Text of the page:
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Bill Nye: Science Guy

The former TV educator still wants folks to care about science

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On first thought, it would seem to be simple for a guy nicknamed “Science Guy” to make a mid-life transition from TV personality to accepted scientific expert. But Bill Nye: Science Guy, a new profile directed by David Alvarado and Jason Sussberg, says: Not so fast.

Everybody under 40 knows Bill Nye from his eponymous PBS shows on which the effervescent, bow-tied bean-pole explained science to kids (and likely plenty of adults, too). His on-air goofiness made knowledge palatable and engaging, as when he explained photosynthesis while driving a car covered in lush green grass.

But the show shut down in 1998, and Nye has worked to find a new place in America’s increasingly fraught cultural-scientific landscape. The last two decades have seen a resurgence in creationism (a.k.a. not believing in evolution), as well as increasingly polarizing debates about whether human behavior contributes to climate change, or whether climate change even exists.

Nye, who has a degree in mechanical engineering from Cornell, began tossing himself into public debates. To both acclaim and criticism, he debated Ken Ham, founder of Kentucky’s Creation Museum, in Kentucky. (There, visitors can pay $30 to be misinformed that men and dinosaurs co-existed.) And he decided to remake himself from zany teacher into a fierce advocate of addressing climate change: “Nowadays, I’m talking to adults and I’m not mincing words.”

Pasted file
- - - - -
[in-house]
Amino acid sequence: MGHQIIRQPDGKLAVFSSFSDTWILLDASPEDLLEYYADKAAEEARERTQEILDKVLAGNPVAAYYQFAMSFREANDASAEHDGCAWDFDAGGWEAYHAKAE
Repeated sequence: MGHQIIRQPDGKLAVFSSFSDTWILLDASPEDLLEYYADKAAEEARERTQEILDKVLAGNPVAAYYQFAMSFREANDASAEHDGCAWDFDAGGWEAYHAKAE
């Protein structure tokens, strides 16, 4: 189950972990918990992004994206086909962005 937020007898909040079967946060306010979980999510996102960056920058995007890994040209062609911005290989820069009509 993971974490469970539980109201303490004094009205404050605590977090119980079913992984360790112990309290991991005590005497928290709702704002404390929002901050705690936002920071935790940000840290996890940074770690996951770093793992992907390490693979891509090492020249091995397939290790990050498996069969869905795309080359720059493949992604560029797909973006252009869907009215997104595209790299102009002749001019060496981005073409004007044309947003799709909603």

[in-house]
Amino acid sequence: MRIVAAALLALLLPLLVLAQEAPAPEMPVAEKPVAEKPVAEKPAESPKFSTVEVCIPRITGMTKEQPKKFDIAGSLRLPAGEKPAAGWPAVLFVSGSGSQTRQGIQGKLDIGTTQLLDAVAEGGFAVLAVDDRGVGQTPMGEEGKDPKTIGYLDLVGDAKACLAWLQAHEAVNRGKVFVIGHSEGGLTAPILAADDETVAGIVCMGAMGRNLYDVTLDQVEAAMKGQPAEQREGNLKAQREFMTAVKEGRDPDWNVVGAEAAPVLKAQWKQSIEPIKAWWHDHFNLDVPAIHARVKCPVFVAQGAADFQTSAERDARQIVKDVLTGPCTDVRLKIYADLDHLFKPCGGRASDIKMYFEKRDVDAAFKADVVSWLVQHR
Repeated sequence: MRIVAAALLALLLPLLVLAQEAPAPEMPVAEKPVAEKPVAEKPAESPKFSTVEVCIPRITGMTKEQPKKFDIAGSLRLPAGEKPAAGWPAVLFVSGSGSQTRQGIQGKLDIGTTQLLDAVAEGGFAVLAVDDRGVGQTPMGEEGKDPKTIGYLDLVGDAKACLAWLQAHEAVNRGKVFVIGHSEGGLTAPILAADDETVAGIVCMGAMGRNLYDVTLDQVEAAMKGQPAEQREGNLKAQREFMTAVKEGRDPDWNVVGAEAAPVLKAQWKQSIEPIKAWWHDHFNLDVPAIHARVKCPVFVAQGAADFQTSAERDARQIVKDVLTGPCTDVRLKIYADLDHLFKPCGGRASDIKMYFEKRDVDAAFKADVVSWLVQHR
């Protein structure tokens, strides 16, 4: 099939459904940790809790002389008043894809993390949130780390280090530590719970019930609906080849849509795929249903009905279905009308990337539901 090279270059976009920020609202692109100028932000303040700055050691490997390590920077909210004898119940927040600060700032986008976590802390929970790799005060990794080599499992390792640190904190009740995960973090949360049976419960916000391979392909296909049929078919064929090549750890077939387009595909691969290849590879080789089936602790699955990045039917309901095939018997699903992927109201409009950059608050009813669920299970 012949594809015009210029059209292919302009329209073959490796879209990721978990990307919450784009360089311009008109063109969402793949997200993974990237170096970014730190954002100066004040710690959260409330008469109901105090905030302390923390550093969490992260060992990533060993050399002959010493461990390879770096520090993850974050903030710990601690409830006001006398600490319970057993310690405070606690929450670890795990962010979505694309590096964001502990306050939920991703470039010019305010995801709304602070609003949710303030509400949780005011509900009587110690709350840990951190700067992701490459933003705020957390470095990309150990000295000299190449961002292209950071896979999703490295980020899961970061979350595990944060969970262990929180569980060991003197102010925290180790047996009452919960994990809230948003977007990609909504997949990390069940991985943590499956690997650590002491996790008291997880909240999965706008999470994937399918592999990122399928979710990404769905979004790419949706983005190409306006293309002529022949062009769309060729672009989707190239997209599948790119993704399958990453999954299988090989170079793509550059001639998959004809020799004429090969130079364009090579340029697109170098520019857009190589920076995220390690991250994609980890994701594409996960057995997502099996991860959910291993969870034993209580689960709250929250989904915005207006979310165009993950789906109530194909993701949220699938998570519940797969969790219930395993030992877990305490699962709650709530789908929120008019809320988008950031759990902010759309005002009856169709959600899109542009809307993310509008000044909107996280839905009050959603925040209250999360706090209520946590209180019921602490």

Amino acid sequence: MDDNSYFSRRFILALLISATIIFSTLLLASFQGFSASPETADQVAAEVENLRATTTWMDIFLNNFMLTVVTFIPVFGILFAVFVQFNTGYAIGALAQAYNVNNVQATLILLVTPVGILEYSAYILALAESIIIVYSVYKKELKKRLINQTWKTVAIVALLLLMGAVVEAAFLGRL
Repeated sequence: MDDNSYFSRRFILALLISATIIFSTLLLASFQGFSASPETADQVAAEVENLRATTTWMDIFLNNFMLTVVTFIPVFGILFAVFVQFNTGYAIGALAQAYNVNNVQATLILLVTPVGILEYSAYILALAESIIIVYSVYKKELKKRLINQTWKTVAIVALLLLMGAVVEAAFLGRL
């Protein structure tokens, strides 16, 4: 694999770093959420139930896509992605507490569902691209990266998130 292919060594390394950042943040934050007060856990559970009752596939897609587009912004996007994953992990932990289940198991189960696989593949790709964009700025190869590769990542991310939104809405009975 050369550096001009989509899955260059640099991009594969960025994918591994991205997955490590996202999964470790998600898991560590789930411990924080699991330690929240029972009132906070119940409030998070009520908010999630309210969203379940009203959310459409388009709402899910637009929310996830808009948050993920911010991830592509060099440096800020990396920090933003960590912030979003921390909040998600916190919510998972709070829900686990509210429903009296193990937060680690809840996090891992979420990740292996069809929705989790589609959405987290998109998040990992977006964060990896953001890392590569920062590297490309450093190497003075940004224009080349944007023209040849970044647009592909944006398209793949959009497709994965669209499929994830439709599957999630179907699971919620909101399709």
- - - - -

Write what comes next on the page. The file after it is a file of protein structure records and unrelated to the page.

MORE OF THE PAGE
The film bounces around about, seemingly having trouble capturing the assorted sides of Nye. Scenes of Nye taking goofy selfies bounce against others where his motivations are questioned (how enamored of fame is he?) or where he hunkers down in a lab to oversee a new “solar sailing” vessel. The central question of how does one become a “scientific statesman” in our current media environment, which is entertainment-driven and filled with misinformation and even disdain for science, is an intriguing one. Nye is clearly up to the task — he’s articulate, knows his facts, is unafraid to take on challengers. But the film, in its quest to be entertaining, drives into some sillier potholes, such as the work-out routine of a climate-change denier, or Neil deGrasse Tyson and Nye sharing a bottle of space-themed wine.

But judging from how the millennials depicted in this film lose their minds when Nye walks by, that cohort should definitely check out this film to see what their grammar-school tele-buddy is up to.


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